For groups to be pervasive in your church (a church “of” as opposed to “with”) your senior pastor needs to become your small group champion. I’m not saying they need to do the the dirty work. Organization, planning, training, etc. can all be done by other staff members or even key volunteers. But if the senior pastor isn’t the lead spokesperson…you’ll have limited success. Why? In most churches the senior pastor is the most influential person. When they speak, people listen. When anyone else walks up (announcements, etc.) listening and engagement immediately decrease.

The best example right now is the way Saddleback uses Rick Warren as the key spokesperson for group life (all of their teaching pastors play the role very well). You’ll hear about groups in announcements and in the printed material as well, but it’s a very rare week when you don’t hear about them in the message.

How to Implement the Big Idea

  1. Champion community regularly: Every worship service is an opportunity to talk about the importance of community. As messages are prepared, take advantage of any illustration that could refer to small groups or the power of community. Use testimonies (live or video) whenever possible. Most sermon topics can find application in group life (encouragement, accountability, support, challenge).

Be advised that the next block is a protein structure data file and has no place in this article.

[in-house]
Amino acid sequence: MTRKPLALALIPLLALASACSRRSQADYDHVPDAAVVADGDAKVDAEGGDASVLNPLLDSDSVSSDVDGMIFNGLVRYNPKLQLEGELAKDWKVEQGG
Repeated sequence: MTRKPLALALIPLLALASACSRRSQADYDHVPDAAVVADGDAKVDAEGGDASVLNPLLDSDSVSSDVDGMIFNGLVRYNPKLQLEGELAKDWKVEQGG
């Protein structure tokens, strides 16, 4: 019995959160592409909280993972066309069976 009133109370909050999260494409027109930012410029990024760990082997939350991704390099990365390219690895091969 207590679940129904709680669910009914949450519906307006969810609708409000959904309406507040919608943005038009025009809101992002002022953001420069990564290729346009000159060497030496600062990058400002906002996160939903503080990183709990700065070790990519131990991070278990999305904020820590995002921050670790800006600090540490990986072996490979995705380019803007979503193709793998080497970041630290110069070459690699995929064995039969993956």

2. Cast vision broadly: In addition to the weekend message, take advantage of your website, newsletter, all church e-newsletter, scrolling slides before the service begins, Small Group Table in the lobby with a stand-up poster featuring a short blurb by your senior pastor (“I can’t imagine trying to ‘do life alone.'”).
  3. Coordinate messages and themes throughout the year: Although you can insert small group stories and testimonies in most messages, featuring the importance of community at strategic times is important. Late September/Early October is a key time to think alignment (weekend message series combined with small group curriculum). Another great time is end of January/early February.